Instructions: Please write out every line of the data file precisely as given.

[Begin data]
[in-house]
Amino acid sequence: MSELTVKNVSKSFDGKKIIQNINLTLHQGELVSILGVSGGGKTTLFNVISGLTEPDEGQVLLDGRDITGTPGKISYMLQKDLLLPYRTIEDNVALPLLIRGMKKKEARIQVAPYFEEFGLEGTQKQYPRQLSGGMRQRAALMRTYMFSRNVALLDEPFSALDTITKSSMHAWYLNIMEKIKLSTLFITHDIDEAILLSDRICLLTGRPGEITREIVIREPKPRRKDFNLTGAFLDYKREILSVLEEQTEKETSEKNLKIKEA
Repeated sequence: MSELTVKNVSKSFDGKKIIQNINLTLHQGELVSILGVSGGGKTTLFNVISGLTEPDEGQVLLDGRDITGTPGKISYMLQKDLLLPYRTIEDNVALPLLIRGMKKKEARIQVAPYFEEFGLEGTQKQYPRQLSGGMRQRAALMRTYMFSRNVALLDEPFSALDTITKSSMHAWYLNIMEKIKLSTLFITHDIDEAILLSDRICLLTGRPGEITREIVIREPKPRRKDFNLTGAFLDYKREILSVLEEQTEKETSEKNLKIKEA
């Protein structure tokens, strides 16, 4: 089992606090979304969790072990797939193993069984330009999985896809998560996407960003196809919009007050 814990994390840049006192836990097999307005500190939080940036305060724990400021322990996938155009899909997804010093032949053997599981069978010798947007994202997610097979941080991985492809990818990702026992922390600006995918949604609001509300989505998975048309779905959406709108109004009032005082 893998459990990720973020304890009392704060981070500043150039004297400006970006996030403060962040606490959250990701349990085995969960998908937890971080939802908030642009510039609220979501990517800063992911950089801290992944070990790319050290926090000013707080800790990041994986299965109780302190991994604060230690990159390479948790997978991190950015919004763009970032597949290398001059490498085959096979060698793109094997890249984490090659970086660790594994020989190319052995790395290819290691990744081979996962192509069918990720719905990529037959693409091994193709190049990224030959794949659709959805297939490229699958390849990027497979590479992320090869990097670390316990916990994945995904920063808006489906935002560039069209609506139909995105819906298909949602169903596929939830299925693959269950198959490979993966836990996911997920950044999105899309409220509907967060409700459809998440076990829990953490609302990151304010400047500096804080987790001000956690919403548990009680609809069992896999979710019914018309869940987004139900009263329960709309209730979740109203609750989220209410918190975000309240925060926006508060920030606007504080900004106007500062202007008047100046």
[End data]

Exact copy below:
[in-house]
Amino acid sequence: MSELTVKNVSKSFDGKKIIQNINLTLHQGELVSILGVSGGGKTTLFNVISGLTEPDEGQVLLDGRDITGTPGKISYMLQKDLLLPYRTIEDNVALPLLIRGMKKKEARIQVAPYFEEFGLEGTQKQYPRQLSGGMRQRAALMRTYMFSRNVALLDEPFSALDTITKSSMHAWYLNIMEKIKLSTLFITHDIDEAILLSDRICLLTGRPGEITREIVIREPKPRRKDFNLTGAFLDYKREILSVLEEQTEKETSEKNLKIKEA
Repeated sequence: MSELTVKNVSKSFDGKKIIQNINLTLHQGELVSILGVSGGGKTTLFNVISGLTEPDEGQVLLDGRDITGTPGKISYMLQKDLLLPYRTIEDNVALPLLIRGMKKKEARIQVAPYFEEFGLEGTQKQYPRQLSGGMRQRAALMRTYMFSRNVALLDEPFSALDTITKSSMHAWYLNIMEKIKLSTLFITHDIDEAILLSDRICLLTGRPGEITREIVIREPKPRRKDFNLTGAFLDYKREILSVLEEQTEKETSEKNLKIKEA
């Protein structure tokens, strides 16, 4: 089992606090979304969790072990797939193993069984330009999985896809998560996407960003196809919009007050 814990994390840049006192836990097999307005500190939080940036305060724990400021322990996938155009899909997804010093032949053997599981069978010798947007994202997610097979941080991985492809990818990702026992922390600006995918949604609001509300989505998975048309779905959406709108109004009032005082 893998459990990720973020304890009392704060981070500043150039004297400006970006996030403060962040606490959250990701349990085995969960998908937890971080939802908030642009510039609220979501990517800063992911950089801290992944070990790319050290926090000013707080800790990041994986299965109780302190991994604060230690990159390479948790997978991190950015919004763009970032597949290398001059490498085959096979060698793109094997890249984490090659970086660790594994020989190319052995790395290819290691990744081979996962192509069918990720719905990529037959693409091994193709190049990224030959794949659709959805297939490229699958390849990027497979590479992320090869990097670390316990916990994945995904920063808006489906935002560039069209609506139909995105819906298909949602169903596929939830299925693959269950198959490979993966836990996911997920950044999105899309409220509907967060409700459809998440076990829990953490609302990151304010400047500096804080987790001000956690919403548990009680609809069992896999979710019914018309869940987004139900009263329960709309209730979740109203609750989220209410918190975000309240925060926006508060920030606007504080900004106007500062202007008047100046």